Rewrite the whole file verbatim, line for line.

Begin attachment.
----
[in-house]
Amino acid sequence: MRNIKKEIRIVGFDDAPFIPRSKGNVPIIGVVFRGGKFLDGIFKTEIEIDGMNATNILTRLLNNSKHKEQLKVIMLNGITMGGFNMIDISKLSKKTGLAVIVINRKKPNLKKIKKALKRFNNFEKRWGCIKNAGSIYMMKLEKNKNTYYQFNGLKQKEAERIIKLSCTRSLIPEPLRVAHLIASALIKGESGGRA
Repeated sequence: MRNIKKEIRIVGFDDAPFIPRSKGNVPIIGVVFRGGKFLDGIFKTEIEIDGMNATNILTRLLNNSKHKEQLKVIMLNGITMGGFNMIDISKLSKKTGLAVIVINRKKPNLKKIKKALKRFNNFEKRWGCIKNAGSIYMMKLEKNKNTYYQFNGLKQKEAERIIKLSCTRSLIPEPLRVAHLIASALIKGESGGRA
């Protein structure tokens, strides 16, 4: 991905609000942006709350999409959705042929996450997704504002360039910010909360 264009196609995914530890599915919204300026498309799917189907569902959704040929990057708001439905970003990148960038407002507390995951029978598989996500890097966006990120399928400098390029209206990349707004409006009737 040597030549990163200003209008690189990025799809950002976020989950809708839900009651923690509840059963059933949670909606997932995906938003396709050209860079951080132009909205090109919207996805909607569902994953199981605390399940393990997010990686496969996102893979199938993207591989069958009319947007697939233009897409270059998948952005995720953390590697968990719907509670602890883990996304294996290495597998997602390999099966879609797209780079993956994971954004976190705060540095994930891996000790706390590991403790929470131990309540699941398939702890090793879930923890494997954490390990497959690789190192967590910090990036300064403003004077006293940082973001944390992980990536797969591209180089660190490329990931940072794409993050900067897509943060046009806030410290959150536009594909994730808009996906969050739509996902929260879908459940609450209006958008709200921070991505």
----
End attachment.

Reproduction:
[in-house]
Amino acid sequence: MRNIKKEIRIVGFDDAPFIPRSKGNVPIIGVVFRGGKFLDGIFKTEIEIDGMNATNILTRLLNNSKHKEQLKVIMLNGITMGGFNMIDISKLSKKTGLAVIVINRKKPNLKKIKKALKRFNNFEKRWGCIKNAGSIYMMKLEKNKNTYYQFNGLKQKEAERIIKLSCTRSLIPEPLRVAHLIASALIKGESGGRA
Repeated sequence: MRNIKKEIRIVGFDDAPFIPRSKGNVPIIGVVFRGGKFLDGIFKTEIEIDGMNATNILTRLLNNSKHKEQLKVIMLNGITMGGFNMIDISKLSKKTGLAVIVINRKKPNLKKIKKALKRFNNFEKRWGCIKNAGSIYMMKLEKNKNTYYQFNGLKQKEAERIIKLSCTRSLIPEPLRVAHLIASALIKGESGGRA
């Protein structure tokens, strides 16, 4: 991905609000942006709350999409959705042929996450997704504002360039910010909360 264009196609995914530890599915919204300026498309799917189907569902959704040929990057708001439905970003990148960038407002507390995951029978598989996500890097966006990120399928400098390029209206990349707004409006009737 040597030549990163200003209008690189990025799809950002976020989950809708839900009651923690509840059963059933949670909606997932995906938003396709050209860079951080132009909205090109919207996805909607569902994953199981605390399940393990997010990686496969996102893979199938993207591989069958009319947007697939233009897409270059998948952005995720953390590697968990719907509670602890883990996304294996290495597998997602390999099966879609797209780079993956994971954004976190705060540095994930891996000790706390590991403790929470131990309540699941398939702890090793879930923890494997954490390990497959690789190192967590910090990036300064403003004077006293940082973001944390992980990536797969591209180089660190490329990931940072794409993050900067897509943060046009806030410290959150536009594909994730808009996906969050739509996902929260879908459940609450209006958008709200921070991505």